April 06, 2020

U.S. Commission on Civil Rights Back Ombuds for Sexual Harassment Response

Last week, the bipartisan, independent commission that oversees federal civil rights issues released a report looking at the government’s response to workplace sexual harassment. The report, "Federal #MeToo: Examining Sexual Harassment in Government Workplaces," endorses several steps agencies should take steps to prevent the incidence of workplace sexual harassment, including the appointment of a Federal Ombudsperson.

The report recommends the appointment of a Classical Ombuds with investigatory powers :
Congress should establish a federal ombudsperson, empowered to investigate alleged sexual harassment claims of complainants who may not have adequate recourse through available channels where existing agency structures may be compromised by conflicts.
The report does also acknowledge (in passing) the different types of Ombuds:
Another possible strategy to possibly mitigate this unfair advantage could be to have an ombudsperson available to victims during the processing of harassment claims. Ombuds programs vary in their structure—some are organizational, whistleblower, or advocate-based, for example.414 Ombuds programs already exist at some federal agencies, and have demonstrated benefits.415 At the EEOC’s “Reconvening of the Select Task Force on the Study of Sexual Harassment” meeting, Lisa Gelobter, CEO and Founder of tEQuitable discussed that her company has developed a program “Organizational Ombuds” that seeks to proactively stop harassment through an alternative dispute resolution approach that includes using ombudspersons.416 She cited the International Ombudsman Association description of the duties of Organizational Ombuds: “(1) to work with individuals and groups in an organization to explore and assist them in determining options to help resolve conflicts, problematic issues or concerns, and (2) to bring systemic concerns to the attention of the organization for resolution.”417 [Citing to the 2016 ACUS Report and Lisa Gelobter's EEOC testimony in 2019.]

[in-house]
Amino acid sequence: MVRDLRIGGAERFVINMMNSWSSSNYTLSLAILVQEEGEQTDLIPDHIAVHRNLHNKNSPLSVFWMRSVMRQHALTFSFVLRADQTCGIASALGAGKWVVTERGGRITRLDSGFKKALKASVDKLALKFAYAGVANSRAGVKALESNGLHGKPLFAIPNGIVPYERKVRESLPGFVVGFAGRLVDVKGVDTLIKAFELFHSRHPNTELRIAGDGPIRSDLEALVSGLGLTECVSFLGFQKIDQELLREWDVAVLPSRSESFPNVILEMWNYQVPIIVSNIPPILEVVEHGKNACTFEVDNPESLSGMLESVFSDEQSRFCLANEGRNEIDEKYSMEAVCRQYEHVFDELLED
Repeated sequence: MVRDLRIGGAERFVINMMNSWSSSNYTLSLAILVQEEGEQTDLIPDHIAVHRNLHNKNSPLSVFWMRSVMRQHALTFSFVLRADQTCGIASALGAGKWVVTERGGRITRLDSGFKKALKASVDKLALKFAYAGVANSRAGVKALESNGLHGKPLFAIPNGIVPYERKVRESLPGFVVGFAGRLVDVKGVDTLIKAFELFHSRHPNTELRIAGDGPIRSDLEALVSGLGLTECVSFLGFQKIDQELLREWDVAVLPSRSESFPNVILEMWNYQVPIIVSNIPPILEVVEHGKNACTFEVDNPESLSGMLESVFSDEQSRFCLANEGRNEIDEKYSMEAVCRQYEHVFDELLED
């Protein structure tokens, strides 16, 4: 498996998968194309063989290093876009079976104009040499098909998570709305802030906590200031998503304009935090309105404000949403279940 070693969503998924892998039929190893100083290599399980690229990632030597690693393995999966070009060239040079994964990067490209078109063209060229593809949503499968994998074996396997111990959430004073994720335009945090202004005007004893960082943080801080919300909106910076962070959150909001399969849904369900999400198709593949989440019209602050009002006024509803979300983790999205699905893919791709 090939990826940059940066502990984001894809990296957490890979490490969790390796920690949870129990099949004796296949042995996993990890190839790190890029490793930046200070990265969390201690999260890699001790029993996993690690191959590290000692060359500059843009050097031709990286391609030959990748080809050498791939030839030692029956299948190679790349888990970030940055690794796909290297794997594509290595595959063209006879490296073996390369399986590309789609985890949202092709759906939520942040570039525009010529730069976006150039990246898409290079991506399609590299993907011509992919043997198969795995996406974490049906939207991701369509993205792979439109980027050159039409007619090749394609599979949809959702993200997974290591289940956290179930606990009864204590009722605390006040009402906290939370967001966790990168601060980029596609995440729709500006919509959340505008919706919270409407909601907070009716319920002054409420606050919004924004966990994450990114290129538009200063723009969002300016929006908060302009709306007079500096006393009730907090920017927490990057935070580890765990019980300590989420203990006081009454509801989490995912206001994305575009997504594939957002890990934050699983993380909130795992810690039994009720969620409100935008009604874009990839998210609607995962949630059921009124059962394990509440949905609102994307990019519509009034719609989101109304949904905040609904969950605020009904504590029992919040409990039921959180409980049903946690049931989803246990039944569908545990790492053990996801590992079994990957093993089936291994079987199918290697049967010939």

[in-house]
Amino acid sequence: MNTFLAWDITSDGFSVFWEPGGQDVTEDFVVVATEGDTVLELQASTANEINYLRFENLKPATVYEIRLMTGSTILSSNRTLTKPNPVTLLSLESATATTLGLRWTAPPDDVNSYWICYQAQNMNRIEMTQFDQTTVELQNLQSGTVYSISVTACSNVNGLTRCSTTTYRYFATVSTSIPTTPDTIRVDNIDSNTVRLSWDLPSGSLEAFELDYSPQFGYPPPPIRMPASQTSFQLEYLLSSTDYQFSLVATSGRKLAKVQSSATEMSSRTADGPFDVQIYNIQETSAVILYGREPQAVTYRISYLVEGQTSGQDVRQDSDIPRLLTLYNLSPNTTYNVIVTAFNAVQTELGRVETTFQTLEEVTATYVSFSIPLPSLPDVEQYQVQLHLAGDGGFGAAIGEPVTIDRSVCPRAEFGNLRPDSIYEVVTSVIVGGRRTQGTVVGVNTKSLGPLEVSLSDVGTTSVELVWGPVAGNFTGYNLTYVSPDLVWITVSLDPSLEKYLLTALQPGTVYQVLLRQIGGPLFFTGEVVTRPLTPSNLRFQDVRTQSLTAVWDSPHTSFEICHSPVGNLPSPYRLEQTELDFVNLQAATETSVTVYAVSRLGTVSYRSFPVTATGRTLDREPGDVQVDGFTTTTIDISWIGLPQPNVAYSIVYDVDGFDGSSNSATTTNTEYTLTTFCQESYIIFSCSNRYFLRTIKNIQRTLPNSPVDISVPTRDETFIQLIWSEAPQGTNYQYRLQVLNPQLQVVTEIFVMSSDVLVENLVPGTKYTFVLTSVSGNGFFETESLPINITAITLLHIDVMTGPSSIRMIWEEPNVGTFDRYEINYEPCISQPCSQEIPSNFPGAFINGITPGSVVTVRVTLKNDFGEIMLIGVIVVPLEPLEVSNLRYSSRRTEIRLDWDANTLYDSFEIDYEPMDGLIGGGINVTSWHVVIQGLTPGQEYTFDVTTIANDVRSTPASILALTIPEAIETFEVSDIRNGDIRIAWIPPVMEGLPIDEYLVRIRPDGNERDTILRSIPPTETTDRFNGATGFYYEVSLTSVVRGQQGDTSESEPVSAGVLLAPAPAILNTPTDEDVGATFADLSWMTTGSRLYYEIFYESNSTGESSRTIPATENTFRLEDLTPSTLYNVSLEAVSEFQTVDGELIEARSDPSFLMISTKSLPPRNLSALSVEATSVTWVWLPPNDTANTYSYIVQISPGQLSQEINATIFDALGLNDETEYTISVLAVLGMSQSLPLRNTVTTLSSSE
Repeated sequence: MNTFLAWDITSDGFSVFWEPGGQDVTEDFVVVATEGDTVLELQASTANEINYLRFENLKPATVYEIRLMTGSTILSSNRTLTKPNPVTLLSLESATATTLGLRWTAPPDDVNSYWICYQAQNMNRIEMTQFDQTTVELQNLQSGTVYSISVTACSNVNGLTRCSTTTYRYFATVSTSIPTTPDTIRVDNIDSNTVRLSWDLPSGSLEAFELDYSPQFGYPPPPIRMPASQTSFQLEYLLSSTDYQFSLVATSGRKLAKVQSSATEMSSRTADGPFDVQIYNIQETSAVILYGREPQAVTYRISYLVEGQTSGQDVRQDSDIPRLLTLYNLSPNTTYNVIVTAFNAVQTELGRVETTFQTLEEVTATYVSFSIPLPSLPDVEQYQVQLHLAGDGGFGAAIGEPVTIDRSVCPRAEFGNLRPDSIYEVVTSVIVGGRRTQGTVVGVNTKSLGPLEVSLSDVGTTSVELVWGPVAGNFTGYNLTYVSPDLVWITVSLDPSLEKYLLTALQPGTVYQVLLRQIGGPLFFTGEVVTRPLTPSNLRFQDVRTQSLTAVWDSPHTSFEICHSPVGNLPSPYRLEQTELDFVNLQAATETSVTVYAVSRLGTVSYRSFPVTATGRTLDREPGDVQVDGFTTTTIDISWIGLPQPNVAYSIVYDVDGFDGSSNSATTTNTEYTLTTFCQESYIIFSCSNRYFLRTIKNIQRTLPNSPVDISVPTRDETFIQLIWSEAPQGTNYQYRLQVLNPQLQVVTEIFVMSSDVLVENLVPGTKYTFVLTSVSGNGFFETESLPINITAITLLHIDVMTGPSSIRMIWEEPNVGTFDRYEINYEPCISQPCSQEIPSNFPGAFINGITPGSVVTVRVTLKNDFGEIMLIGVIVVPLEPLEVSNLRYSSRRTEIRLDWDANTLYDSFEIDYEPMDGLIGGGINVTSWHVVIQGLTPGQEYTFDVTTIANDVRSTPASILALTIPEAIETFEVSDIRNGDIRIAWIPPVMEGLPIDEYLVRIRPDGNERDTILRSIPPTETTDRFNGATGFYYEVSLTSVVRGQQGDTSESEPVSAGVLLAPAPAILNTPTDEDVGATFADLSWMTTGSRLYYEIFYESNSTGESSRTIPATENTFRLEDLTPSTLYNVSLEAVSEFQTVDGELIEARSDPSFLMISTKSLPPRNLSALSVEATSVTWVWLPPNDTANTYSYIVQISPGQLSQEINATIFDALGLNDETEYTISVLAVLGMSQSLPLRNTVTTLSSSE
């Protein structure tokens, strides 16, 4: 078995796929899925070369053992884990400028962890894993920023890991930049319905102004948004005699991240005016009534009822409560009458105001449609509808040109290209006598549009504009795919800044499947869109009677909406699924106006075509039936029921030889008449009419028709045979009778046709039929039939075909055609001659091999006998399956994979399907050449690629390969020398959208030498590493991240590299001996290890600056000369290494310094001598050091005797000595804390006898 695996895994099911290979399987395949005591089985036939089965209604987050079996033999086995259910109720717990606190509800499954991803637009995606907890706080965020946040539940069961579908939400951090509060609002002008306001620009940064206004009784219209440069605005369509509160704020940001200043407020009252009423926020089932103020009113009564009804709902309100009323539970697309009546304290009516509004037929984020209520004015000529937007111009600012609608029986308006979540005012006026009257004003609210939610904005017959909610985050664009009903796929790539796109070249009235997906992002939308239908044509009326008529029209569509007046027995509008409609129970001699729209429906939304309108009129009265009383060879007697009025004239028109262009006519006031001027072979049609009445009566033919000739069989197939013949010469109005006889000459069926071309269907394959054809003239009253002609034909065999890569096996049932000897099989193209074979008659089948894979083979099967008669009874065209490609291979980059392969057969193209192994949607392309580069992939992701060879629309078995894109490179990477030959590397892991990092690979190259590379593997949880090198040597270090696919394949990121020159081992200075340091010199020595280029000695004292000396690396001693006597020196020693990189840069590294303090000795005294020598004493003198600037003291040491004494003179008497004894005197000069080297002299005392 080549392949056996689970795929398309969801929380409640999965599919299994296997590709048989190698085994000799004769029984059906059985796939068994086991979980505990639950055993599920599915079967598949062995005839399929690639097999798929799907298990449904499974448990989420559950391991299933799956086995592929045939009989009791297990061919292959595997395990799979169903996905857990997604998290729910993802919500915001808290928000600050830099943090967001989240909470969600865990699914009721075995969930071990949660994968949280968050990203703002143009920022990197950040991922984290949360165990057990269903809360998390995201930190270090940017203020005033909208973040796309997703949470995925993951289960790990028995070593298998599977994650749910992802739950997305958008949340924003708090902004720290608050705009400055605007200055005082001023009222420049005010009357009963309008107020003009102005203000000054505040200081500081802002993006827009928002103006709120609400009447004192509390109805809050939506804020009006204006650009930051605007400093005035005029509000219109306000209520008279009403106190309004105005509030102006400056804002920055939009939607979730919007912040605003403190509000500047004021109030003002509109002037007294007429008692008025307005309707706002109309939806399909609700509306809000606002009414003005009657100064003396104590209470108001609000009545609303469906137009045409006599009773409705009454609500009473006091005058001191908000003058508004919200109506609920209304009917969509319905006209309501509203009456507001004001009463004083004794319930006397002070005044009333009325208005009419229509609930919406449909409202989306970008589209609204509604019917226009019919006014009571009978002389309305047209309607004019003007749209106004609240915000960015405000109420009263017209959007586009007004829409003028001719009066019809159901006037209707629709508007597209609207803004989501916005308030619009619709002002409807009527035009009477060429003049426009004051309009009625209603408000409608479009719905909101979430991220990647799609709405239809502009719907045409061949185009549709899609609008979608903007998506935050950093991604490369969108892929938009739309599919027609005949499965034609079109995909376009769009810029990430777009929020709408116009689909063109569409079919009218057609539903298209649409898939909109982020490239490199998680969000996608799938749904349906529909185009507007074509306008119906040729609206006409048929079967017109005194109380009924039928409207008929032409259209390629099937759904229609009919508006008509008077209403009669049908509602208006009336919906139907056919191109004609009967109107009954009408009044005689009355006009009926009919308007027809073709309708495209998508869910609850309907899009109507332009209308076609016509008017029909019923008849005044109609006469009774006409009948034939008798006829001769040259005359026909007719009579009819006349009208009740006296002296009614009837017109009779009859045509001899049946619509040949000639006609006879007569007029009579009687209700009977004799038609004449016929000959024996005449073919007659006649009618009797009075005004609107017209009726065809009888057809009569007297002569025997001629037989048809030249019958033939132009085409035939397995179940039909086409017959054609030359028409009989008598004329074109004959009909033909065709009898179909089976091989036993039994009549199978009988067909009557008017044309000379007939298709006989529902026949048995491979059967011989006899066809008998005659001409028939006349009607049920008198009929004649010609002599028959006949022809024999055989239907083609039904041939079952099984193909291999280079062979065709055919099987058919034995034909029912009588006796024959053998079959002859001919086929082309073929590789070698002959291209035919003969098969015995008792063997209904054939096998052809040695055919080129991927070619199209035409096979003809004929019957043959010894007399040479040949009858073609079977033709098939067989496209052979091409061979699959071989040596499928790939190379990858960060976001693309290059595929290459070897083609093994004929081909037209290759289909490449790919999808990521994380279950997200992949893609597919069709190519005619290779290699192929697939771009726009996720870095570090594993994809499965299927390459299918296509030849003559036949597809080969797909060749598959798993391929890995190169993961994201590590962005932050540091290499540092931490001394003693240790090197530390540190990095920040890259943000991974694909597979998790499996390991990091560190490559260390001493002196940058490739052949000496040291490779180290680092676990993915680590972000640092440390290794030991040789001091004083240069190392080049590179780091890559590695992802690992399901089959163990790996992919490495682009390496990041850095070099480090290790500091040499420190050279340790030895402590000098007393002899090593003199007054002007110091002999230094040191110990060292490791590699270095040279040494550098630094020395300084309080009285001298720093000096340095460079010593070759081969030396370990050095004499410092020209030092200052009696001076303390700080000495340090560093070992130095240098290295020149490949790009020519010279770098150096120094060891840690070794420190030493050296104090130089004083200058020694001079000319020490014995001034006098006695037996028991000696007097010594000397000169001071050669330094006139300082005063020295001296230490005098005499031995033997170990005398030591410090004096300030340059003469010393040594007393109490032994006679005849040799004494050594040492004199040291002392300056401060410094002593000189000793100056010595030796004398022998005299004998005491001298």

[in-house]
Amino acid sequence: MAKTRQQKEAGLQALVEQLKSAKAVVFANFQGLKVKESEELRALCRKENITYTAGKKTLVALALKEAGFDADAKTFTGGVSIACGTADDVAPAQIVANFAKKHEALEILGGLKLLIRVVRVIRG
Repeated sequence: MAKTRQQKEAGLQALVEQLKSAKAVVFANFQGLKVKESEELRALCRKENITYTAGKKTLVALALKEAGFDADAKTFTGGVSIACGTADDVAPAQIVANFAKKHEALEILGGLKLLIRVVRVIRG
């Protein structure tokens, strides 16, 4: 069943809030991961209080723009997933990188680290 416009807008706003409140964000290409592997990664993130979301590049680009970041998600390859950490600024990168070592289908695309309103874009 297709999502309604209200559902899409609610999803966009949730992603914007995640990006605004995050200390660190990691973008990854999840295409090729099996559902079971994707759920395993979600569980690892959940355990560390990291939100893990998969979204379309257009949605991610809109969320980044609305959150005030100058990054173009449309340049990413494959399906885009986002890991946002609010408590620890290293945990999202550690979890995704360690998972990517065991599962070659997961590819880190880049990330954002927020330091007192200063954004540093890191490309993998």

The Commission is chaired by Catherine E. Lhamon, who authored the Department of Education’s 2011 Dear Colleague Letter. Lahmon was also questioned by Sen. Tom Harkin in 2014 about the role of campus Ombuds. (USCCR #metoo Report.)

Related posts: Watch Senator Question White House Title IX Expert on Role of Campus Ombuds; IOA Takes a Stand on Title IX Issues; IOA Releases Memo Providing Legal Grounds for Ombuds Confidentiality in Title IX Matters; ACUS Finalizes Recommendation on Use of Ombuds in Federal Agencies.

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